The most interesting thing about Marionette is the question it made me ask myself: if a generic movie is a functioning entry in its genre, should it receive a passing grade?  I had just given Netflix’s bombastic blockbuster Red Notice a recommendation because of this same grading method.  So, what’s preventing me from doing the same with Marionette?

Red Notice and Marionette couldn’t be more different.  One’s a globetrotting action-comedy helmed by three movie stars, and the other is a slow burning, quiet thriller that could subtly double as a psychological horror.  I liked the latter’s off-kilter central performance from In Bruges’ Thekla Reuten, the creepy atmosphere is effective, and I appreciated the assured vision by director/co-writer Elbert van Strien (adapting from their own short film).  However, as compelling movies, Red Notice held the audience in mind whereas Marionette’s production seemed to forget people were going to be watching the film eventually.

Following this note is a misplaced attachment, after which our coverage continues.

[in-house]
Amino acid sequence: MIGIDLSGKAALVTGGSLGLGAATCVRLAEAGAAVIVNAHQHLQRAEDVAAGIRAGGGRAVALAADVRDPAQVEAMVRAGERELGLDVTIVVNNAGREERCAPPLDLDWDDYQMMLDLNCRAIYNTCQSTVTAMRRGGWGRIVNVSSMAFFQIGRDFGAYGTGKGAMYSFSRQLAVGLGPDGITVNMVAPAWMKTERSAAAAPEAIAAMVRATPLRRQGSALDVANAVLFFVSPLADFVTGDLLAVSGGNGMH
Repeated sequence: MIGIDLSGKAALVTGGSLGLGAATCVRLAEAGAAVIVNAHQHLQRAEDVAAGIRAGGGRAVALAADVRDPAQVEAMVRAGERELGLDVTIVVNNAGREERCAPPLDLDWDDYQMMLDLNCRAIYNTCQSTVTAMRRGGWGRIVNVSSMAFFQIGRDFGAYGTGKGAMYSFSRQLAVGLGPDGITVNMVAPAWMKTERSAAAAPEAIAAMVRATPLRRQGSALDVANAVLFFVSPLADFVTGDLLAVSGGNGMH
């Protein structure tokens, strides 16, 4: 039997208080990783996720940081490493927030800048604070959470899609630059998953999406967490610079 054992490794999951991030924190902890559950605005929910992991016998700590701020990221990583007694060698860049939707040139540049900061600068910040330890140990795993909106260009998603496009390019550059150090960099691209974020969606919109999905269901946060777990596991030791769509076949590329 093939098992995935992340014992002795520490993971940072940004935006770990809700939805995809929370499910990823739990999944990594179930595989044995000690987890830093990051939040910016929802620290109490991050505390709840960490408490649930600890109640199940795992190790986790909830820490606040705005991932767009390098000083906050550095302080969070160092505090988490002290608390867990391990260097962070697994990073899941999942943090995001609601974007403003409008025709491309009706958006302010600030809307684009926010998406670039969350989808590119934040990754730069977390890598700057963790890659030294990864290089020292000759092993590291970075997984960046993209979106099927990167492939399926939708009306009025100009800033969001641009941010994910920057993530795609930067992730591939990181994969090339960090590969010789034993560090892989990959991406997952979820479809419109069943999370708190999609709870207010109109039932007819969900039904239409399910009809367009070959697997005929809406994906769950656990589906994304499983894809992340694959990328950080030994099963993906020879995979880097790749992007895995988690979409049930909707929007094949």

The story drifts and circles the same block to build up a sense of haunting unease.  Unfortunately, this approach becomes routine for the movie and, eventually, develops it into a predictable formula.  Marionette is checking off all the boxes it needs to fulfil to tell its story about a troubled boy (Elijah Wolf) who can predict tragedies and his bewildered therapist (Reuten) who becomes gradually unhinged, but there’s no heart or enthusiasm in the movie’s storytelling;  leaving the audience waiting to be surprised.  When a surprise does arrive in the final third, it’s delivered in the same morose tone.  Movie goers are only surprised because we almost miss it under its downbeat camouflage.  When we do discover it, it’s welcomed with indifferent shrugs.

Marionette just isn’t interesting and that’s why, despite some individual strengths, I can’t recommend it.


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Addison Wylie: @AddisonWylie

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